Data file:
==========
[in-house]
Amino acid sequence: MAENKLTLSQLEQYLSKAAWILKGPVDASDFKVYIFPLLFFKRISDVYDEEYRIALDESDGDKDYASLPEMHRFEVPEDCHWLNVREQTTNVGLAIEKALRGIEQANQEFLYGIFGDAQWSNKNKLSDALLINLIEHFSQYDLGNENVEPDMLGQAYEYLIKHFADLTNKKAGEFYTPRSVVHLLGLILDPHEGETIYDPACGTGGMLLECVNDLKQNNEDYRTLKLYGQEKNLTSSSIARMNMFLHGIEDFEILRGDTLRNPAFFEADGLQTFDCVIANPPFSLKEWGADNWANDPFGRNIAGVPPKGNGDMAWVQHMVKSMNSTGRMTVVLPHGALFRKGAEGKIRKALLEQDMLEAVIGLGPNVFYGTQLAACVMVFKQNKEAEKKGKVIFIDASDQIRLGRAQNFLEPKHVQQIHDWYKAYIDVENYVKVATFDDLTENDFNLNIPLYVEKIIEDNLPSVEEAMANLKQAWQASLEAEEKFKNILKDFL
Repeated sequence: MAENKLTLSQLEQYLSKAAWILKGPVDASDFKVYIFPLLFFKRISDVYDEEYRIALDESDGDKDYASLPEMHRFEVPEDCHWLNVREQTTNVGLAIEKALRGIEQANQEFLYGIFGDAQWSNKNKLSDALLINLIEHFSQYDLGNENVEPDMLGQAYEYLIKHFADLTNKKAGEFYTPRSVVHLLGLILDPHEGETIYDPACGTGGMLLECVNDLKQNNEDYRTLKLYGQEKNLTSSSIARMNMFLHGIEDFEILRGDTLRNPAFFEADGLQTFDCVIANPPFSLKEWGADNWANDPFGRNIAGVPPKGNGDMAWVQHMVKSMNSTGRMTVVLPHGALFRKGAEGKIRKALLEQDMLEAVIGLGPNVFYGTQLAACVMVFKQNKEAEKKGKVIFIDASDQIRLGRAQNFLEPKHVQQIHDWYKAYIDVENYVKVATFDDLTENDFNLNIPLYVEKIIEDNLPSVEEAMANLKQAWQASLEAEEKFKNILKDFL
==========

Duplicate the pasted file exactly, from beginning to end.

[in-house]
Amino acid sequence: MAENKLTLSQLEQYLSKAAWILKGPVDASDFKVYIFPLLFFKRISDVYDEEYRIALDESDGDKDYASLPEMHRFEVPEDCHWLNVREQTTNVGLAIEKALRGIEQANQEFLYGIFGDAQWSNKNKLSDALLINLIEHFSQYDLGNENVEPDMLGQAYEYLIKHFADLTNKKAGEFYTPRSVVHLLGLILDPHEGETIYDPACGTGGMLLECVNDLKQNNEDYRTLKLYGQEKNLTSSSIARMNMFLHGIEDFEILRGDTLRNPAFFEADGLQTFDCVIANPPFSLKEWGADNWANDPFGRNIAGVPPKGNGDMAWVQHMVKSMNSTGRMTVVLPHGALFRKGAEGKIRKALLEQDMLEAVIGLGPNVFYGTQLAACVMVFKQNKEAEKKGKVIFIDASDQIRLGRAQNFLEPKHVQQIHDWYKAYIDVENYVKVATFDDLTENDFNLNIPLYVEKIIEDNLPSVEEAMANLKQAWQASLEAEEKFKNILKDFL
Repeated sequence: MAENKLTLSQLEQYLSKAAWILKGPVDASDFKVYIFPLLFFKRISDVYDEEYRIALDESDGDKDYASLPEMHRFEVPEDCHWLNVREQTTNVGLAIEKALRGIEQANQEFLYGIFGDAQWSNKNKLSDALLINLIEHFSQYDLGNENVEPDMLGQAYEYLIKHFADLTNKKAGEFYTPRSVVHLLGLILDPHEGETIYDPACGTGGMLLECVNDLKQNNEDYRTLKLYGQEKNLTSSSIARMNMFLHGIEDFEILRGDTLRNPAFFEADGLQTFDCVIANPPFSLKEWGADNWANDPFGRNIAGVPPKGNGDMAWVQHMVKSMNSTGRMTVVLPHGALFRKGAEGKIRKALLEQDMLEAVIGLGPNVFYGTQLAACVMVFKQNKEAEKKGKVIFIDASDQIRLGRAQNFLEPKHVQQIHDWYKAYIDVENYVKVATFDDLTENDFNLNIPLYVEKIIEDNLPSVEEAMANLKQAWQASLEAEEKFKNILKDFL